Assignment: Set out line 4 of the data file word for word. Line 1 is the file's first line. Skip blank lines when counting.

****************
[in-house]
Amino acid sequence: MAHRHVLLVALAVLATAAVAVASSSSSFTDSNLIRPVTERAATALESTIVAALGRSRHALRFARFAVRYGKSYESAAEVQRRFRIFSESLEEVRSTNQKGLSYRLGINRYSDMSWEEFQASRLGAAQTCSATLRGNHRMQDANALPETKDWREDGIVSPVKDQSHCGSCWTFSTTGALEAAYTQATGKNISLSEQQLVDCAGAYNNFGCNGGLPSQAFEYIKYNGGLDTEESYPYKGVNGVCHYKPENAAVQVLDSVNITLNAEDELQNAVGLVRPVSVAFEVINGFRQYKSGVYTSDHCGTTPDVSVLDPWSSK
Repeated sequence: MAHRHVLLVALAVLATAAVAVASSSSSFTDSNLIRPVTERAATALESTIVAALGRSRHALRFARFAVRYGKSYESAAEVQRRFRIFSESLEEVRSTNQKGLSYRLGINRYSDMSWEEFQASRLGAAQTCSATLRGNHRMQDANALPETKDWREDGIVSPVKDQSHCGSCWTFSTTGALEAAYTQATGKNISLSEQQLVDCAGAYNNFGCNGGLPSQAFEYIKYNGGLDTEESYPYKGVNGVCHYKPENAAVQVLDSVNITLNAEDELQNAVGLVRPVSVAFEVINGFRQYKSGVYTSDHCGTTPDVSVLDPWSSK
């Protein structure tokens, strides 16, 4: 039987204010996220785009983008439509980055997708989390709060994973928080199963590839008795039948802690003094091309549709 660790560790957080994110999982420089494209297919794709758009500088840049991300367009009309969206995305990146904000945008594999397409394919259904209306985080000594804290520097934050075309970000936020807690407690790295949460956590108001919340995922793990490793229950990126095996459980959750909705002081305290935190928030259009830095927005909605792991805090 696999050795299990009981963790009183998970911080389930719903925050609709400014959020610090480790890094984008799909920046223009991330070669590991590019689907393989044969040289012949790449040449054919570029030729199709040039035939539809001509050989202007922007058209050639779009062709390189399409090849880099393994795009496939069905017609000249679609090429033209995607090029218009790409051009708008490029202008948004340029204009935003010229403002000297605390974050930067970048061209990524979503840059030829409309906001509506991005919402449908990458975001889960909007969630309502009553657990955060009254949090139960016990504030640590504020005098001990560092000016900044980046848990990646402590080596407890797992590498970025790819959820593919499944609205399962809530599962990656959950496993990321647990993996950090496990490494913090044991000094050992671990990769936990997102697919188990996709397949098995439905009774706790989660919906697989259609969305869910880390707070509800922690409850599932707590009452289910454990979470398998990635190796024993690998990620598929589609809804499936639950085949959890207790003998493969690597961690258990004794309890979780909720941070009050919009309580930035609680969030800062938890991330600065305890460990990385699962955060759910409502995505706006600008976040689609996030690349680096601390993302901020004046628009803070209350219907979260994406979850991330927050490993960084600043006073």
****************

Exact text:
């Protein structure tokens, strides 16, 4: 039987204010996220785009983008439509980055997708989390709060994973928080199963590839008795039948802690003094091309549709 660790560790957080994110999982420089494209297919794709758009500088840049991300367009009309969206995305990146904000945008594999397409394919259904209306985080000594804290520097934050075309970000936020807690407690790295949460956590108001919340995922793990490793229950990126095996459980959750909705002081305290935190928030259009830095927005909605792991805090 696999050795299990009981963790009183998970911080389930719903925050609709400014959020610090480790890094984008799909920046223009991330070669590991590019689907393989044969040289012949790449040449054919570029030729199709040039035939539809001509050989202007922007058209050639779009062709390189399409090849880099393994795009496939069905017609000249679609090429033209995607090029218009790409051009708008490029202008948004340029204009935003010229403002000297605390974050930067970048061209990524979503840059030829409309906001509506991005919402449908990458975001889960909007969630309502009553657990955060009254949090139960016990504030640590504020005098001990560092000016900044980046848990990646402590080596407890797992590498970025790819959820593919499944609205399962809530599962990656959950496993990321647990993996950090496990490494913090044991000094050992671990990769936990997102697919188990996709397949098995439905009774706790989660919906697989259609969305869910880390707070509800922690409850599932707590009452289910454990979470398998990635190796024993690998990620598929589609809804499936639950085949959890207790003998493969690597961690258990004794309890979780909720941070009050919009309580930035609680969030800062938890991330600065305890460990990385699962955060759910409502995505706006600008976040689609996030690349680096601390993302901020004046628009803070209350219907979260994406979850991330927050490993960084600043006073």